by Joshua D. Glawson
LPNC Strategic Communications Adviser
If we, as the Libertarian Party of North Carolina, wish to see a return to liberty in North Carolina, it is a good idea to understand the historical and philosophical approaches to Liberty that have enabled that Liberty to thrive in the past.
Liberty in North Carolina was an essential element of what made North Carolina unique at the founding of the United States of America. There are three specific North Carolina contributions to Liberty that should be given more consideration today in the state and across the United States of America.
North Carolina provided constitutional protections for individual sovereignty and Liberty, freedom from nonrepresentative government overreach or tyranny, and the pursuit of sound money policies to safeguard those Liberties.
John Locke and the North Carolina Constitution
The earliest models of North Carolina’s constitution were directly influenced by the work of philosopher John Locke. It was Locke's work titled Essay on the Human Understanding that led to The Fundamental Constitutions of Carolina, also known as the "Grand Model."
This colonial constitution aimed to protect proprietary interests and abandon pursuits of democratization. This first NC constitution was implemented from 1669 to 1698 and was adopted by the eight Lords Proprietors of the Province of Carolina. Technically, this constitution covered North and South Carolina, as the district colonies did not separate until 1712.
Unfortunately, this constitution led to temporary government-protected feudalism and aristocracy, as it was still paying some respects to the United Kingdom and King Charles I. Carolina is from the Latin name Carolus, which is the origin of the name Charles in English.
However, this Carolina constitution also provided a voice for freemen in the colony's government and established greater property rights as protected by the state government. The early constitution even went as far as to provide greater religious freedom and provided secret voting ballots for freemen.
The lessons learned from this constitution helped inspire further changes that inspired the Revolutionary War and American Independence.
North Carolina was First in Freedom
North Carolina is widely considered among the first colonies to declare independence from British rule with the signing of the Mecklenburg Declaration of Independence (allegedly May 20, 1775), the Mecklenburg Resolves (May 31, 1775), and the Halifax Resolves (April 12, 1776).
There is serious speculation that the Mecklenburg Declaration of Independence was a hoax. Even Thomas Jefferson, John Adams, Stephen B. Weeks, John Spencer Bassett, and R.D.W. Connor contended it was a fake. Nonetheless, John McKnitt Alexander, Macon Alexander, William Alexander, William Polk, Thomas Polk, and William Henry Hoyt defended its genuineness. Whether or not it was a real document, it was this genuine spirit of Liberty and independence that inspired the actual signing of other documents that led to the American Revolution including the Mecklenburg Resolves and the Halifax Resolves.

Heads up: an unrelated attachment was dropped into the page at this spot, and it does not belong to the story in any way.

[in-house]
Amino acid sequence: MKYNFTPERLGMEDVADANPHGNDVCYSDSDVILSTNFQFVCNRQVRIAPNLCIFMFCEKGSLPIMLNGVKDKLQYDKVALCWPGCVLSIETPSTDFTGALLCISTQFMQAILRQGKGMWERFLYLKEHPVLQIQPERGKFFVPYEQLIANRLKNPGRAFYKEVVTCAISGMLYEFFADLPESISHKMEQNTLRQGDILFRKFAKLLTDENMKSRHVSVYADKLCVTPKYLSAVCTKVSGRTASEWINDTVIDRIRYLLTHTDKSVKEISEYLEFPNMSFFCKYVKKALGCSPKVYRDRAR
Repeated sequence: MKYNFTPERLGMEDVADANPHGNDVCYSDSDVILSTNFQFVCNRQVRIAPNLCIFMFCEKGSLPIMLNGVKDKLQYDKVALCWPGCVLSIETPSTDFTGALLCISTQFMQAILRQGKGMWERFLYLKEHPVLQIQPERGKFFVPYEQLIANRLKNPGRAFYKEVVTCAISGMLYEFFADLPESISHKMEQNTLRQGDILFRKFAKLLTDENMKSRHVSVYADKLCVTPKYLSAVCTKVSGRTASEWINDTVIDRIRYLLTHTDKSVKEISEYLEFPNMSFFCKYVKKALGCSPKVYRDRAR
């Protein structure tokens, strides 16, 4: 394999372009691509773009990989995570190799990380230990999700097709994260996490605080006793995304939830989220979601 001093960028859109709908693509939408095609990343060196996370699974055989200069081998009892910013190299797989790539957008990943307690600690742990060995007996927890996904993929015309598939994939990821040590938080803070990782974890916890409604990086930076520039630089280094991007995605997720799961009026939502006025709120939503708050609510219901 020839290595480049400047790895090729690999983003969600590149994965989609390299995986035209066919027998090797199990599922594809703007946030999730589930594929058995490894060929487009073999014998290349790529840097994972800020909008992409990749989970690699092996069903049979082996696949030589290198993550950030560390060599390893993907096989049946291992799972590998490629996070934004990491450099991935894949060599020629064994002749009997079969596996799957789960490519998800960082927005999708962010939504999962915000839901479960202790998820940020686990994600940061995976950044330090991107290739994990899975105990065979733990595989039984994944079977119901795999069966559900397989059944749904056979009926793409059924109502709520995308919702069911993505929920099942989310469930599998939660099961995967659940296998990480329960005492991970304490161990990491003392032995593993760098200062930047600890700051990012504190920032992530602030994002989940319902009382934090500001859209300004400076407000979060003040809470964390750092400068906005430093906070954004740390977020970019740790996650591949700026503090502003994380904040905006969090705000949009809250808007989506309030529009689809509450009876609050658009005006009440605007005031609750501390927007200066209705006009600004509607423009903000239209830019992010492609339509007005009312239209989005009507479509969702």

The Mecklenburg Resolves rejected the authority of Parliament over the colonies while investing that power into the hands of the Provincial Congress. The Halifax Resolves voted for colony independence from the British. The signing of these documents directly led to American Independence.
The North Carolina Gold Rush
Widely considered the first gold rush in history, the North Carolina Gold Rush lasted from 1799 to 1849. Beginning in 1799, a boy named Conrad Reed was fishing in Cabarrus County, which is northeast of Mecklenburg County, and found a 17-pound gold nugget that he used as a doorstop for a few years until he realized what this yellow rock was that he had found. This eventually led to the establishment of the famous Reed Gold Mine, and more and more gold was being discovered.
In fact, all gold coins produced by the U.S. Mint from 1804 to 1828 were coined from gold found in North Carolina. This prompted the U.S. to open the Charlotte Mint which minted gold, silver, and copper coinage from 1837 to 1861.
The fading of the North Carolina gold rush was driven by the California Gold Rush which lasted from around 1848 to 1855, and the fading of the California Gold Rush was brought about by the Australian Gold Rush from 1851 to 1914.
The approach to making money from precious metals like gold or silver was well-established by the bimetallism supported by the Coinage Act of 1792, and this reflected the economic and monetary philosophy of sound money.
Sound money made from a widely traded commodity such as gold and silver creates greater stability and purchasing power, reduces transaction costs, provides checks and balances against government overreach through monetary inflation or debasement schemes, and perpetuates honesty and other morals or ethics among people that use this medium of exchange.
North Carolina helped spearhead the sound money movement in the United States by leading the way for gold mining and the use of gold in the coining money.
Joshua D. Glawson is a writer and speaker in the Liberty Movement. He has been active with the Libertarian Party of California since 2015. He now resides in his home state of North Carolina. Check him out at Home - Joshua D. Glawson (joshuadglawson.com)